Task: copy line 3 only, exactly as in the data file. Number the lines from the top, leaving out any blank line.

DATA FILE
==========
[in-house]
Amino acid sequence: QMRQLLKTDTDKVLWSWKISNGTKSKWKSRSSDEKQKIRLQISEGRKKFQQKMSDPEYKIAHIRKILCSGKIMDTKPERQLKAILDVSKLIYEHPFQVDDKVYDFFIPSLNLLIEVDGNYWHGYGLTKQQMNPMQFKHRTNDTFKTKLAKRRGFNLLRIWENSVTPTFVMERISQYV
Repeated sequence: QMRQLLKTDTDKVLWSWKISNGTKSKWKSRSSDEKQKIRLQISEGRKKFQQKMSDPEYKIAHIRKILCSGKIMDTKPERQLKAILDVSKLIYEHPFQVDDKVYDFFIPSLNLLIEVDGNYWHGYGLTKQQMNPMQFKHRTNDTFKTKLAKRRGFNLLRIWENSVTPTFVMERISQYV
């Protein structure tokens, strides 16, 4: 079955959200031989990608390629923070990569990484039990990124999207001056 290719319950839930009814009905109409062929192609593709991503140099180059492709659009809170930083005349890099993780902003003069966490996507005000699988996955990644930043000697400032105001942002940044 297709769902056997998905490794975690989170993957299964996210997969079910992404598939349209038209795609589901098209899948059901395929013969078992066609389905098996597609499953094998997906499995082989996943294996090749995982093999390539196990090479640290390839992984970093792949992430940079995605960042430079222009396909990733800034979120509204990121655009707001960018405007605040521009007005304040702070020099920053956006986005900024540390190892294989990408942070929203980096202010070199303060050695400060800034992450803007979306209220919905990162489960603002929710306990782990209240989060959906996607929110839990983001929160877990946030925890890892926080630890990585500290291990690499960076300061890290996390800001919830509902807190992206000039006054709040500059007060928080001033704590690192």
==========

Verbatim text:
Repeated sequence: QMRQLLKTDTDKVLWSWKISNGTKSKWKSRSSDEKQKIRLQISEGRKKFQQKMSDPEYKIAHIRKILCSGKIMDTKPERQLKAILDVSKLIYEHPFQVDDKVYDFFIPSLNLLIEVDGNYWHGYGLTKQQMNPMQFKHRTNDTFKTKLAKRRGFNLLRIWENSVTPTFVMERISQYV